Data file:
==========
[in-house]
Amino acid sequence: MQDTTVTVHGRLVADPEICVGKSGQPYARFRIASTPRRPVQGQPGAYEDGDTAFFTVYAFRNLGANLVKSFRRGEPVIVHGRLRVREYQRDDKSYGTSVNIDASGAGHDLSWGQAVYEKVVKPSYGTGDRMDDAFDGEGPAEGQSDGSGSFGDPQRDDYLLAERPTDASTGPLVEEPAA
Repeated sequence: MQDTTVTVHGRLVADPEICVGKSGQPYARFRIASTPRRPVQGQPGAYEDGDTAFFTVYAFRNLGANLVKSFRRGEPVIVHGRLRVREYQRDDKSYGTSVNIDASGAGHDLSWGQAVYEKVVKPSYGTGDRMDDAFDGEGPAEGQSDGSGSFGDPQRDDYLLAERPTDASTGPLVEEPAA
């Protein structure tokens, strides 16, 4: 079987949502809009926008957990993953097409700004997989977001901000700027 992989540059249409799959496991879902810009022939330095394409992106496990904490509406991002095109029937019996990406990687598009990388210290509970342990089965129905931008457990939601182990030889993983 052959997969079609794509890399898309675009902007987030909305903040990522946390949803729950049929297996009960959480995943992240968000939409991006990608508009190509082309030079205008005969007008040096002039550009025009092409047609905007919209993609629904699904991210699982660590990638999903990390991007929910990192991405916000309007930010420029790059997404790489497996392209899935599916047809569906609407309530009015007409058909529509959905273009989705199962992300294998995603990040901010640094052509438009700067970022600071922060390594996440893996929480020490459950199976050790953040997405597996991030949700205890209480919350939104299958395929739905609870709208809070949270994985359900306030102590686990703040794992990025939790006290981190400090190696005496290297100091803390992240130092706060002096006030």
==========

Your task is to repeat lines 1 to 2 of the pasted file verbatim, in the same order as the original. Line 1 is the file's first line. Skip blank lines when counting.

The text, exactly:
[in-house]
Amino acid sequence: MQDTTVTVHGRLVADPEICVGKSGQPYARFRIASTPRRPVQGQPGAYEDGDTAFFTVYAFRNLGANLVKSFRRGEPVIVHGRLRVREYQRDDKSYGTSVNIDASGAGHDLSWGQAVYEKVVKPSYGTGDRMDDAFDGEGPAEGQSDGSGSFGDPQRDDYLLAERPTDASTGPLVEEPAA